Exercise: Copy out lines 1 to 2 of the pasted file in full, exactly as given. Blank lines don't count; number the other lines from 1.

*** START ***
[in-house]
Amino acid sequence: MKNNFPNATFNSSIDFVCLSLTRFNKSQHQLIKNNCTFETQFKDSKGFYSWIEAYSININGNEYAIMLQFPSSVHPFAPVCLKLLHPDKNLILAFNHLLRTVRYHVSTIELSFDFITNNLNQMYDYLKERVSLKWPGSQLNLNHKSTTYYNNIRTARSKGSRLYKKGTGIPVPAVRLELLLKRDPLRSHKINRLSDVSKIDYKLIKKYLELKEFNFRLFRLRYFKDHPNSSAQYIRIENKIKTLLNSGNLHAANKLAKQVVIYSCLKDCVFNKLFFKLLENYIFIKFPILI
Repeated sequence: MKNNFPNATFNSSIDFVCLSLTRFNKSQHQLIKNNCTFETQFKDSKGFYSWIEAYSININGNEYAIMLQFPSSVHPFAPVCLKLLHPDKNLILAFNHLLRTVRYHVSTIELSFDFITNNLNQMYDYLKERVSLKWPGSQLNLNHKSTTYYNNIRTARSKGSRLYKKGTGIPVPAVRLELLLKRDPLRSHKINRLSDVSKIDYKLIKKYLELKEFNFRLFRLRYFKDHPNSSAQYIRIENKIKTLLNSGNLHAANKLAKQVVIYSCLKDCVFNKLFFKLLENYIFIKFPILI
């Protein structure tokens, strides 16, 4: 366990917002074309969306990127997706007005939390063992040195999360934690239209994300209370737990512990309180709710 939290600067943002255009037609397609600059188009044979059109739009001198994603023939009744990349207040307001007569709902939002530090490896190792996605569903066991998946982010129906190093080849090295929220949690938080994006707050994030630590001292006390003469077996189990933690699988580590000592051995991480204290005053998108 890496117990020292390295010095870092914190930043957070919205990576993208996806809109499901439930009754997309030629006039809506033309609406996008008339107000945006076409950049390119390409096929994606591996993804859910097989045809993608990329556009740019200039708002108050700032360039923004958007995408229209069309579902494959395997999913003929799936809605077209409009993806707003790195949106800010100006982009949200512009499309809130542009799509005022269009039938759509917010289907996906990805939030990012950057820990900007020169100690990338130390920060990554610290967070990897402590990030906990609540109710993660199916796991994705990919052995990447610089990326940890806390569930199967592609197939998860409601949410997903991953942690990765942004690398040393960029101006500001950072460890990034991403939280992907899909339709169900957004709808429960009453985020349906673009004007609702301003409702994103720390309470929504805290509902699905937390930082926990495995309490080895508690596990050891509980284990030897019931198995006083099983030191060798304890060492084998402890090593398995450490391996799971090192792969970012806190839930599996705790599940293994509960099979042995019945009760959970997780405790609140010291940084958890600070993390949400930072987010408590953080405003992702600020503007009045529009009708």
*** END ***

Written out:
[in-house]
Amino acid sequence: MKNNFPNATFNSSIDFVCLSLTRFNKSQHQLIKNNCTFETQFKDSKGFYSWIEAYSININGNEYAIMLQFPSSVHPFAPVCLKLLHPDKNLILAFNHLLRTVRYHVSTIELSFDFITNNLNQMYDYLKERVSLKWPGSQLNLNHKSTTYYNNIRTARSKGSRLYKKGTGIPVPAVRLELLLKRDPLRSHKINRLSDVSKIDYKLIKKYLELKEFNFRLFRLRYFKDHPNSSAQYIRIENKIKTLLNSGNLHAANKLAKQVVIYSCLKDCVFNKLFFKLLENYIFIKFPILI